I see the error in my thinking now. I was worried about spending time with those God once allowed me to invest in, thinking that they couldn’t love or want me if they no longer needed me. This distorts God’s intent for a lifelong companion (it explains A LOT about my past relationships) and sadly reflects my attitude with God as times. I acknowledge that I need others myself, but get caught investing all of my time in those that I know need me, never receiving the kind of love I truly crave. I should chew on this for a bit. Thanks, friend.

    • Anthony, I am so glad we both understand these truths now. This certainly was a quandary for me in the last several years. I “tried” living selflessly but it was impossible when my focus was on myself. I did things for others but always expected something in return, which was not real love; when I didn’t receive what I expected (and thought I deserved) it made me feel sorry for myself and like people treated me unfairly. My ego grew as my heart was blinded to the fact I was the one treating others unkindly.

      From what I know about the ministry you are a part of I can hardly imagine how hard it must be to routinely let go of friends when you’ve been such an integral part in their lives. It must be bittersweet every time. That’s sad to hear you felt like they wouldn’t want to be with you anymore when they no longer needed you. While they may not need you, they were your friends and still enjoy you. I am guessing many of these friends find it a joy to, in some way, bless you by giving back something after all you have given them; and of course, that would only be possible with a re-established friendship.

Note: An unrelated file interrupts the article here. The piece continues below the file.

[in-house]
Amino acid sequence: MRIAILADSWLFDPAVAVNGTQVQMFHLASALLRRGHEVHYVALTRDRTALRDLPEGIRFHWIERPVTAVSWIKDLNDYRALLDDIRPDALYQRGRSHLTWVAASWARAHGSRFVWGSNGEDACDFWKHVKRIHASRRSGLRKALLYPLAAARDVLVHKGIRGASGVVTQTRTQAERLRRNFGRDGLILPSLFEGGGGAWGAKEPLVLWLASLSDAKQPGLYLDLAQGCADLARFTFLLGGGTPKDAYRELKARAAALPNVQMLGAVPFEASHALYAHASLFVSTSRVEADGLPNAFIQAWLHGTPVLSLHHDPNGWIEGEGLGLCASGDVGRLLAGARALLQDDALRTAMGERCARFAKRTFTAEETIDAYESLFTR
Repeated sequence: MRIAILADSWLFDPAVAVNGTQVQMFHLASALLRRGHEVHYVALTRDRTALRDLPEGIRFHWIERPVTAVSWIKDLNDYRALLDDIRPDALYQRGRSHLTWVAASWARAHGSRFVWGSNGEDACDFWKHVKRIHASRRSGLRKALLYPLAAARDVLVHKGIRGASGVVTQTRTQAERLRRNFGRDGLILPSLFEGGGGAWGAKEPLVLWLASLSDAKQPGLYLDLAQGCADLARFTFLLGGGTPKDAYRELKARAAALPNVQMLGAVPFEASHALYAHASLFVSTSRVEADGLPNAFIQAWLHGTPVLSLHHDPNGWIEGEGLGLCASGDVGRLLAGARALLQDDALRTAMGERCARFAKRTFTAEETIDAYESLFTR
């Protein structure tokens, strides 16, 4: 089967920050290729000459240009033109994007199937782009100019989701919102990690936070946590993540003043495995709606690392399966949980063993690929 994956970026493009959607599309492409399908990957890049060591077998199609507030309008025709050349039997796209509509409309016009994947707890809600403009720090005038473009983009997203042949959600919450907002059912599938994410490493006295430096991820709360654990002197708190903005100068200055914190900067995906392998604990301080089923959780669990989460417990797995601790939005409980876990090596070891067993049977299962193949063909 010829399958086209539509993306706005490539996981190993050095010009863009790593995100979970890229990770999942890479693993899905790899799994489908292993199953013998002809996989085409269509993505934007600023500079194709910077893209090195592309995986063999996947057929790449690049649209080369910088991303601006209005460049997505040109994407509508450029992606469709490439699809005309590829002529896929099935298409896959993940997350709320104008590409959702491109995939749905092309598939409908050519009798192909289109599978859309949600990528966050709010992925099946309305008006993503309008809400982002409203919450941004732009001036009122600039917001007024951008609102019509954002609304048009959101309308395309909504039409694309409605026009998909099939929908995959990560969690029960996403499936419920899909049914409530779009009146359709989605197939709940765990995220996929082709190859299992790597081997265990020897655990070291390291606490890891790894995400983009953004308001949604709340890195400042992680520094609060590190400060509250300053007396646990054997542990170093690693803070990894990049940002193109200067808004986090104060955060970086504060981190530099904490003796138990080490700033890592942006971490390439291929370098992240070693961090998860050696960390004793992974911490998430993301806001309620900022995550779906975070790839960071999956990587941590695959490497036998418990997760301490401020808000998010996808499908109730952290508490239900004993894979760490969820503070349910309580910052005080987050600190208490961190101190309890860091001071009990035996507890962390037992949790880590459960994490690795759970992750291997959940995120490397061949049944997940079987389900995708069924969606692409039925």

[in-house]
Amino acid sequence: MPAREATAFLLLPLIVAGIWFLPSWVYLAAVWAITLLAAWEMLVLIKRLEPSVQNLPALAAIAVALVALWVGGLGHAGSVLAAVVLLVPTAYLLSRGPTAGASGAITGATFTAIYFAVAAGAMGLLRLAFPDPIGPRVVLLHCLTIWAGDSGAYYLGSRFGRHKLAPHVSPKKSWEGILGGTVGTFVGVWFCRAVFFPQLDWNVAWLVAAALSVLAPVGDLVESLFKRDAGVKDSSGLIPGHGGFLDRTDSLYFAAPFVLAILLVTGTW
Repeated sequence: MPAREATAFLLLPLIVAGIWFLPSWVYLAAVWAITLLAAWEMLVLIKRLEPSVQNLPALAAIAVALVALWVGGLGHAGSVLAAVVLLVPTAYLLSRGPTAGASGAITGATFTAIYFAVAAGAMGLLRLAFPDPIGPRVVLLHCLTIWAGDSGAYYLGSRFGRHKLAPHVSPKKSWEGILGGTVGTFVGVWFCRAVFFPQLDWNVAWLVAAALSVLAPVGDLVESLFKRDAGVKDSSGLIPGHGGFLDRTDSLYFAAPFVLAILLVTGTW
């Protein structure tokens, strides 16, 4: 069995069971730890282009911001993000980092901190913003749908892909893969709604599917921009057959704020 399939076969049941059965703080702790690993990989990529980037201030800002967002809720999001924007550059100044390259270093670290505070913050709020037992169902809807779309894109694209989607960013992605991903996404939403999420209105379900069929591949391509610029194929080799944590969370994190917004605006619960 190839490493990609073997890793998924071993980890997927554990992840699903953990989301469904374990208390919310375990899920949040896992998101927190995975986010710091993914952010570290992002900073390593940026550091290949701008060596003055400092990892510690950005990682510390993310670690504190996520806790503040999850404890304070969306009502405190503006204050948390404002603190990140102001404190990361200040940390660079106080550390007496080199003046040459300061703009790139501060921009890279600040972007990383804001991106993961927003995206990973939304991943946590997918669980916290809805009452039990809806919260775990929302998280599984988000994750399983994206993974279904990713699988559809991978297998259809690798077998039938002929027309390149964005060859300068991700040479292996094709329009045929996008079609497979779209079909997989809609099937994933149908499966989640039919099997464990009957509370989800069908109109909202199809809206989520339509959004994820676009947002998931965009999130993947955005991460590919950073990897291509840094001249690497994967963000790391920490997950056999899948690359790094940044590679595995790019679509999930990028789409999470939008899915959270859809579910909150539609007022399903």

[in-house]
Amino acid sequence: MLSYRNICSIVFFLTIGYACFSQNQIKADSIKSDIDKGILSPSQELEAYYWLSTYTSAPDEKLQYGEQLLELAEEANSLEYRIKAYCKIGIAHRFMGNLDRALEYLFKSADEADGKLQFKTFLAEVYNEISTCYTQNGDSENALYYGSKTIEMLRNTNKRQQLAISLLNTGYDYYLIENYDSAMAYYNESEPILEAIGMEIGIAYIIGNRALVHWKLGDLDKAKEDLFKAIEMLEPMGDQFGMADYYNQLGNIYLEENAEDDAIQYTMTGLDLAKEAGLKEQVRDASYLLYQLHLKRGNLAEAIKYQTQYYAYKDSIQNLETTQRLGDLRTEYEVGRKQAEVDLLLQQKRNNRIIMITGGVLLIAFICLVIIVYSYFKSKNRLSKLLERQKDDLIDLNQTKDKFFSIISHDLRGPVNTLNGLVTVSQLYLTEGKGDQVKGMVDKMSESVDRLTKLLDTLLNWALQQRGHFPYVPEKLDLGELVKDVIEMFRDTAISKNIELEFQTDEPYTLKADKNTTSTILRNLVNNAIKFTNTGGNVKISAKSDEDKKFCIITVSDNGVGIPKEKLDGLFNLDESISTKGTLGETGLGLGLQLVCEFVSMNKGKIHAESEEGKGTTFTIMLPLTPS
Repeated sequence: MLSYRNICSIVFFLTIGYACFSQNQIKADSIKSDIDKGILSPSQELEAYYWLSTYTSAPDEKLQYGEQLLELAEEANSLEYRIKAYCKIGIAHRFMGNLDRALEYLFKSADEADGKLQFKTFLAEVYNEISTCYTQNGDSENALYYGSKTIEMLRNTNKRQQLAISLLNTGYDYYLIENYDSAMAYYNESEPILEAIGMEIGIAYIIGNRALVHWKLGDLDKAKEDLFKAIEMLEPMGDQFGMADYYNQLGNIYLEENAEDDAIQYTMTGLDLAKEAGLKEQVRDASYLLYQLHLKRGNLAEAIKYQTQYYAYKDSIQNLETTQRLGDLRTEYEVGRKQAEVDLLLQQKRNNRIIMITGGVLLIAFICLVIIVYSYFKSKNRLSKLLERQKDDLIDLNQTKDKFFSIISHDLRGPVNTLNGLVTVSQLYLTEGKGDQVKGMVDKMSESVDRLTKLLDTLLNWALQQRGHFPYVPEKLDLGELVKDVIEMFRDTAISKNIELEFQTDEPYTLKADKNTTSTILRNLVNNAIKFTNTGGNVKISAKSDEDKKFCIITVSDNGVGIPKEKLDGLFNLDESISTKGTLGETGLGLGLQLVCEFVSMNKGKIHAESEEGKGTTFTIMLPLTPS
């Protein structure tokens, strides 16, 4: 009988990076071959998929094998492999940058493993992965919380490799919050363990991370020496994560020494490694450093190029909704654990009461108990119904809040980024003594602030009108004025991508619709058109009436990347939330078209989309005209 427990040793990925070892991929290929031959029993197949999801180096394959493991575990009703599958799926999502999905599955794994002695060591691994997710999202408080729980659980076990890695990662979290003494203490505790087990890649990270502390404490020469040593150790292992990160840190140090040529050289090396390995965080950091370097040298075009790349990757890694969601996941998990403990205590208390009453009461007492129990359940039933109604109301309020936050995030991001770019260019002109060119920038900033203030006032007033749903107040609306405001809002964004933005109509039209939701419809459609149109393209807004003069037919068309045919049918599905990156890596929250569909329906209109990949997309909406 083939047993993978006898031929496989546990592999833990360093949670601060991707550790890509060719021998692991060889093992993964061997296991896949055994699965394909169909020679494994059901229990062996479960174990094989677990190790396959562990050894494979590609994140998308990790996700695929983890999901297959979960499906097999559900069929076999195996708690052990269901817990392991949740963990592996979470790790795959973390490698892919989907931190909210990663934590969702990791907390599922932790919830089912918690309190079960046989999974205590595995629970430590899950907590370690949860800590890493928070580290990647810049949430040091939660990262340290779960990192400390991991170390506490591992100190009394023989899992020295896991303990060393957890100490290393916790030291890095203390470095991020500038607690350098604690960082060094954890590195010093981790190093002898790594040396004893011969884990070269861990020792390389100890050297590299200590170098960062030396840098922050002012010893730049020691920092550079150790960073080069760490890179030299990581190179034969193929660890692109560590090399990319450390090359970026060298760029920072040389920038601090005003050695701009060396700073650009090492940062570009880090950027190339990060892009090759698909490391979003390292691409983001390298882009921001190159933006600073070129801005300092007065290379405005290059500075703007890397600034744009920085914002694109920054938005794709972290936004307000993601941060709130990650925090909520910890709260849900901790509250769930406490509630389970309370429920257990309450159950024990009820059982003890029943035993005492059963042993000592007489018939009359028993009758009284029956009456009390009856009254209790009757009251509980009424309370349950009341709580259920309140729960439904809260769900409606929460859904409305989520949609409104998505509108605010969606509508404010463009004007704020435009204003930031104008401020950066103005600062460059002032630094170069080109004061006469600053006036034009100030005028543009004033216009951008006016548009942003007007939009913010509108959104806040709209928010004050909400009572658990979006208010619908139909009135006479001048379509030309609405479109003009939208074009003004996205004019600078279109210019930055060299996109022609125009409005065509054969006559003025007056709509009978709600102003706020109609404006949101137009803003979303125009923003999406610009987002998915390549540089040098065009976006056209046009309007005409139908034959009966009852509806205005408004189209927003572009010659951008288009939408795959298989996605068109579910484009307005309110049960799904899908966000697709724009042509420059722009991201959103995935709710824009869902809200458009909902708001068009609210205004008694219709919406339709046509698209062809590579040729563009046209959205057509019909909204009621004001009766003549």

I might have misunderstood what you are saying about yourself, and I don’t want to be imposing and assuming things on you, but here is what I’ve understood in my own life and what I think I understand about you:

      It’s strange; we come to similar dilemmas from to different angles–but the same root problem: a wrong self-image. I tend to focus on myself and my wants too much and you haven’t looked after your wants as much as you should. Neither of us used to realize what we truly needed. The second great commandment is: “You shall love your neighbor as yourself.” I didn’t love my neighbor as much as I should have and you didn’t love yourself as much as you should have; in that one commandment we are taught two things: love others and love yourself . . . equally. Actually, I swing back and forth between the two wrong self-images but it’s all a problem of pride so it isn’t surprising that I can go from one to the other so easily. It’s hard for me to maintain a balanced view of myself and others.

  2. P.S. I feel I need to add this — I recognize that you are your own toughest critic, but I want you to know that I can see your heart is beautiful, and it’s not because of anything you’ve said or done for me. Your words reflect an intimacy with your Father that radiates, and there is nothing in this world more valuable than that. Those who know Him will love the Christ they see in you and be blessed by your company, regardless of what else you have to give. Walk as a child of light, for you are magnificent in His eyes and among those who know your heart.